UPDATE (February 26, 2015)
The FCC has voted on net neutrality, and the Open Internet Order was passed by a 3-2 vote. Thanks to the Internet essentially exploding over the idea of anything other than a free and open Internet, these new rules regarding net neutrality ensure that Internet service providers such as Verizon and Optimum, as well as mobile carriers such as Verizon Wireless and AT&T, are required to be neutral passageways for Internet traffic. FCC chairman Tom Wheeler said himself that “no one — whether government or corporate — should control free open access to the Internet.” Read on to learn more about what this means for you.
On February 26, 2015, the fight will be over for one of the most controversial topics in both politics and technology: net neutrality. This is when the Federal Communications Commission or FCC will vote on whether to enforce laws on net neutrality. Net neutrality is the principle that all traffic on the Internet is treated equally, meaning that whether you’re a company as large as Google, or a startup claiming to have the next big thing, your internet traffic will be treated the same as everyone else’s.

For the majority of the 20th century, AT&T had a near monopoly on phone service through their ownership of the Bell System, the United States’ primary telephone system. However, in exchange for exemption from antitrust laws that promoted competition, they were subject to a high level of government oversight. Older communications companies like the United States Postal Service were considered common carriers, meaning that they were required to provide nondiscriminatory and universally accessible service, and in 1934, telephone companies (or rather, telephone company) were placed under these same restrictions. In addition, under these regulations, collectively known as Title II, they were considered public utilities, meaning that prices and other aspects of service were regulated, similar to power and water companies. After the Bell System was split up in 1984 into companies including CenturyLink, Verizon, and the “new” AT&T, these regulations on phone service continued to apply.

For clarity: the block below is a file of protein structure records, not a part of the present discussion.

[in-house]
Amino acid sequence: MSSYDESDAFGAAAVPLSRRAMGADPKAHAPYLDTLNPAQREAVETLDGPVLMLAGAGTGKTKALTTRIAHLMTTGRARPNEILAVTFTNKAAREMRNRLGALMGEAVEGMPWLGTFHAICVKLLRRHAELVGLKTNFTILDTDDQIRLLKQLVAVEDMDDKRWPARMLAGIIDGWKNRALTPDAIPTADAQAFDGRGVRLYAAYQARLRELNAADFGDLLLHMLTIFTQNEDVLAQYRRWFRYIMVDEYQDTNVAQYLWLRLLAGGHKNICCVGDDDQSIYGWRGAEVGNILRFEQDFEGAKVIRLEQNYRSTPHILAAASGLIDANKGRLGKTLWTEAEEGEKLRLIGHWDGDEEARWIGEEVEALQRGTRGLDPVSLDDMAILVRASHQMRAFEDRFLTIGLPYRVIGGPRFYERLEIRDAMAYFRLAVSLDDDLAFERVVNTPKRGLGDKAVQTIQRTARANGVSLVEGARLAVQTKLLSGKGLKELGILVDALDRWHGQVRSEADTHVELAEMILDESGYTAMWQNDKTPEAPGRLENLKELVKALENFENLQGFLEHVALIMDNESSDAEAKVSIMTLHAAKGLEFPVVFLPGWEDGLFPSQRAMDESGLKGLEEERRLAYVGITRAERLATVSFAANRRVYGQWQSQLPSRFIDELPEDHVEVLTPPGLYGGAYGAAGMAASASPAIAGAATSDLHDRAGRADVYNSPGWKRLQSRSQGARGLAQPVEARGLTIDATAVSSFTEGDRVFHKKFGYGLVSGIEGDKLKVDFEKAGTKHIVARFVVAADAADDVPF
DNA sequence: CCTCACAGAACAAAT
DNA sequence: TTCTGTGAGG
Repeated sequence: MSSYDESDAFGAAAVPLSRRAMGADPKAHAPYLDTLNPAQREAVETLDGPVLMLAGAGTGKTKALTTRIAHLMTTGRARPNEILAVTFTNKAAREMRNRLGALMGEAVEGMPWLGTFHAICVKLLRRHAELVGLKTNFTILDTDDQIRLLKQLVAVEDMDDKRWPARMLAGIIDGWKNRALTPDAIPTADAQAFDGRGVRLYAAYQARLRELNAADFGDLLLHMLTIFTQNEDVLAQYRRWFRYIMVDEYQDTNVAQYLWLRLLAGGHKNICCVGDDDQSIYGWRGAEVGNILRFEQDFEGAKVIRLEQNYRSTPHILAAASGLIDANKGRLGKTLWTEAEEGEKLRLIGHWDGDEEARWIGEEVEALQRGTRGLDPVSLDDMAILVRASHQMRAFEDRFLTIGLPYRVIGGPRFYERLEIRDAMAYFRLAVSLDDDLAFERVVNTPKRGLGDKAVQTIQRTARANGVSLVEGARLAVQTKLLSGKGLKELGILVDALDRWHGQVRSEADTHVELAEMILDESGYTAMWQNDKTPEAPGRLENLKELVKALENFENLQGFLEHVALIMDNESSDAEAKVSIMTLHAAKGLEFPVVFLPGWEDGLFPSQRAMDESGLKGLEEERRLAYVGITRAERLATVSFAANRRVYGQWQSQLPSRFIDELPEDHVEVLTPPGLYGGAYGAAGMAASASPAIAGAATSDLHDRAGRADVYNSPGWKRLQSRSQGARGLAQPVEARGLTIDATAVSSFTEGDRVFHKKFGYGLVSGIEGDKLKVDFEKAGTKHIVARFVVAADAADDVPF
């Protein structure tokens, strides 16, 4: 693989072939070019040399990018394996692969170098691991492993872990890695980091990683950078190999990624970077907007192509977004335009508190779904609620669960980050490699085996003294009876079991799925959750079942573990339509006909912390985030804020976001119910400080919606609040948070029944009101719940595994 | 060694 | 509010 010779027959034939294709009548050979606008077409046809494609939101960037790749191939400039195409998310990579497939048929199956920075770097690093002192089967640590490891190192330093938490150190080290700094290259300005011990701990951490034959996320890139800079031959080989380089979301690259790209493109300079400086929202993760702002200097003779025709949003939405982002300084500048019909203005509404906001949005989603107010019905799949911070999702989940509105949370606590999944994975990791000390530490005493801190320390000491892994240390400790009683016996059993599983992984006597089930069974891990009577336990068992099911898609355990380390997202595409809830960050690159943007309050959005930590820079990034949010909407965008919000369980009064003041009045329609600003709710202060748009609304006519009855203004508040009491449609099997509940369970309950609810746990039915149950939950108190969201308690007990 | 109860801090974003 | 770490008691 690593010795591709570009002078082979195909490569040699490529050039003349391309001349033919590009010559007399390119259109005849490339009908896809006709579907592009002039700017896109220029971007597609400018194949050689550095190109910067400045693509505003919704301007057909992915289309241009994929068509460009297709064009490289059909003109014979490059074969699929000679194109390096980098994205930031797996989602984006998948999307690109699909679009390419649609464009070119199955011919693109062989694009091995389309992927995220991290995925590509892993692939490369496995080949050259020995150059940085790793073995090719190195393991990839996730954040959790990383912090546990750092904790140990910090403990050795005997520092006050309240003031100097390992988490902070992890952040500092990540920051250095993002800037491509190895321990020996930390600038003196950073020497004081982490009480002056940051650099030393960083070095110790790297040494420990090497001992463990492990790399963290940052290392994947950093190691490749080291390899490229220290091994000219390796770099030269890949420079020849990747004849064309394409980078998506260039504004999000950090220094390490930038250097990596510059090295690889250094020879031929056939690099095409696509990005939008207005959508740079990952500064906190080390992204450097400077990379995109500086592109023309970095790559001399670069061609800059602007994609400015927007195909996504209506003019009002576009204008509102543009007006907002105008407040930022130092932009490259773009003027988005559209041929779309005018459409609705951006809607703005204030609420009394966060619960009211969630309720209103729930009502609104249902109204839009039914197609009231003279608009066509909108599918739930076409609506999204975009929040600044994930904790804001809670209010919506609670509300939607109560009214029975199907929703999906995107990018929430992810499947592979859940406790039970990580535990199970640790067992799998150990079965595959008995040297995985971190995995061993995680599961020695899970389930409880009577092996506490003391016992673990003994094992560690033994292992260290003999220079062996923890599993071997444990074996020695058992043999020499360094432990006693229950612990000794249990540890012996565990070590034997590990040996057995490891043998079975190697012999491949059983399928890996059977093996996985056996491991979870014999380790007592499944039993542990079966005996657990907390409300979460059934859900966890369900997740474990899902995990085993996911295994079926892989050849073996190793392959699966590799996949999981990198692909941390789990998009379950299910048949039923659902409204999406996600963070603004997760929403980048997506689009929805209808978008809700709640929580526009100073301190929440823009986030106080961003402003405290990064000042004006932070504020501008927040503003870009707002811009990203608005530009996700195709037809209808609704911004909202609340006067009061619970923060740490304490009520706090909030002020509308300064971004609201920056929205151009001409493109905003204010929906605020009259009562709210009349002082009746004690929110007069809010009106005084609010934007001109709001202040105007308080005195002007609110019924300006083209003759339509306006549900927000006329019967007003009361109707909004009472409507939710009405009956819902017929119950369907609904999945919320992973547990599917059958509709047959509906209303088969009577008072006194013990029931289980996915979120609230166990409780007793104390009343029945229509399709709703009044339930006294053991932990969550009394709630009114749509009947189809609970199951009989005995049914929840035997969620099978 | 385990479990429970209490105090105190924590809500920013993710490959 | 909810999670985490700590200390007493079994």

At the beginning of the Internet, people connected to the Internet over a phone line, using dialup from companies like AOL, and later DSL from companies like Verizon. Because it was accessed over a phone line, it was regulated as a public utility. However, cable Internet from providers like Optimum and Time Warner Cable was regulated in the same way as cable TV: as an information service. In 2005, the Internet was entirely reclassified as an information service in the United States by the FCC, relaxing regulations and giving Internet providers more freedom, for better or worse. Finally, in 2010, legislation was enacted by the FCC, ensuring that net neutrality is enforced as law.

However, in early 2014, Verizon sued the FCC and won. The DC Circuit Court ruled that the FCC has no authority to enforce net neutrality laws, because the Internet is not considered to be a public utility. However, the court did rule that the FCC is allowed to pass laws on broadband Internet. In April 2014, the FCC proposed allowing Internet service providers, such as Verizon and Optimum, to create paid “fast lanes” for Internet traffic, allowing companies that can afford it to have their Internet traffic favored over others. This proposal was heavily criticized, with people claiming that this can disadvantage a startup company by forcing them into the slow lane. Opponents of this proposal, including Tumblr, Netflix, Twitter, and Reddit, participated in an “Internet Slowdown” in early September by slowing down their websites to showcase the consequences of these rules taking effect.

Fast forward to today, the FCC has proposed an alternate route that President Obama has spoken in favor of: reclassifying the Internet in the United States as a public utility. This will ensure protections for the consumer, as well as, most importantly, net neutrality. Many people have said that this reclassification of the Internet will be the best possible way to ensure net neutrality. 

Since the United States is among the most powerful nations in the world, it’s clear that the vote on Thursday, February 26th will define the future of the Internet, deciding who will win: the Internet service providers, or their customers. Net neutrality is crucial to keeping the Internet the way it is now: a playground of sorts, that people use for learning, business, and, well, cat videos. If the reclassification takes place, the Internet’s future will be bright. Can you hear me now, Verizon?

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